North Dakota GOP senators have moved to repudiate a proposal, floated by House Republicans, to allow a $50,000 “party fund” for the state’s workers compensation agency. The House Republican majority leader said he did not expect it to survive.
Sen. Nick Hacker, R-Grand Forks, offered an amendment April 5 to bar the state Workforce Safety and Insurance agency from using the fund to pay for employee gifts and parties, or meals and trips by state legislators.
Senators agreed to incorporate the proposal in legislation that changes how the agency’s independent board of directors is chosen. Under current law, the WSI board, which has the power to hire and fire the agency’s top administrator, may pick some of its own board members.
The fund is included in the workers compensation agency’s budget bill, which the House approved this week. Senators disagreed with its provisions, and a group of three House members and three senators will be appointed to work out the bill’s final details.
Hacker’s amendment says the fund may be used for education and training expenses of the agency’s chief executive officer and members of its board. It also may be used for service awards and employee honors that are allowed in other executive branch agencies.
“There is no reason, in my mind, that (Workforce Safety and Insurance) should be treated differently than anybody else,” he said.
Rep. Frank Wald, R-Dickinson, drafted a provision for WSI’s budget bill to create the fund after a state audit questioned $18,300 in agency expenditures on restaurant gift cards, flowers, helium-filled balloons and bottled water, as well as meals and conference trips for legislators.
Newspaper editorials were harshly critical of the fund, with the Grand Forks Herald calling it “a salute to pork and spite.”
“House Republicans seem to be declaring that there’ll be no more second-guessing of lawmakers’ perks,” the Herald said.
Rep. Rick Berg, R-Fargo, the House majority leader, said in an interview it was “probably likely” the fund will not survive further legislative scrutiny.
“I think there’s a desire to have uniformity among all agencies and WSI, and I think what this issue has done is, it has uncovered some practices that happened, and people need to take a look at that,” Berg said.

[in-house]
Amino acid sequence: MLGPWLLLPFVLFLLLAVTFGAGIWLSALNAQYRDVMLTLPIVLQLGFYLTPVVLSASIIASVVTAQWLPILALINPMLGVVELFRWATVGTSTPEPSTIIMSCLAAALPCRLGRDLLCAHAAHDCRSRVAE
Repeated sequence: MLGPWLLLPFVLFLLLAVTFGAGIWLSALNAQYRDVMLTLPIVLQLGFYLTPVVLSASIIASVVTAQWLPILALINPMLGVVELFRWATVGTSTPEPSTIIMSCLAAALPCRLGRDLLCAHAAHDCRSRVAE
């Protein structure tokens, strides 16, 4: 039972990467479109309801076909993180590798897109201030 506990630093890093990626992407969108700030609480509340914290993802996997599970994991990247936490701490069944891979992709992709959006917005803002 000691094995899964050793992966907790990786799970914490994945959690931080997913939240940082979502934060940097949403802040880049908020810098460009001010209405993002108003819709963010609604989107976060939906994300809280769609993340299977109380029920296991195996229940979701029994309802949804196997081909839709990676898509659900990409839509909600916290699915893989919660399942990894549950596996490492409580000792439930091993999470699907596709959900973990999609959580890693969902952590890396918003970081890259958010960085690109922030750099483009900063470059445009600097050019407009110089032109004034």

Hacker said the newspaper and radio talk show criticism prodded senators to move quickly to distance themselves from the idea.
“Obviously, reading the papers, but also … just talking to other senators, they kind of believed, as well as I did, that the fund was not appropriate,” Hacker said.
Separately, the Legislature’s Democratic floor leaders, Rep. Merle Boucher, D-Rolette, and Sen. David O’Connell, D-Lansford, sent a letter to Ohio Attorney General Marc Dann, asking for information about Sandy Blunt, the top administrator for North Dakota’s Workforce Safety and Insurance agency.
Blunt worked for the Ohio Bureau of Workers Compensation before starting his North Dakota job in April 2004. A man he formerly supervised in Ohio, Terrence Gasper, pleaded guilty last year to a federal racketeering charge, and to state charges of money laundering and failing to report gifts.
Gasper was the agency’s chief financial officer. He had been taking payoffs to award state investment contracts to people he favored, authorities said.
Blunt spoke about the Gasper case at a Workforce Safety and Insurance board of directors’ meeting last September, vehemently denying any wrongdoing.
“I have never in my life participated in corruption,” Blunt said then. “I would never participate. I will not tolerate it. I would report my own mother for it.”
In their letter, Boucher and O’Connell said two Ohio investigators had recently visited North Dakota to interview Blunt.
A spokeswoman for Dann did not immediately respond to requests for comment. Mark Armstrong, a WSI spokesman, said Blunt had no comment.
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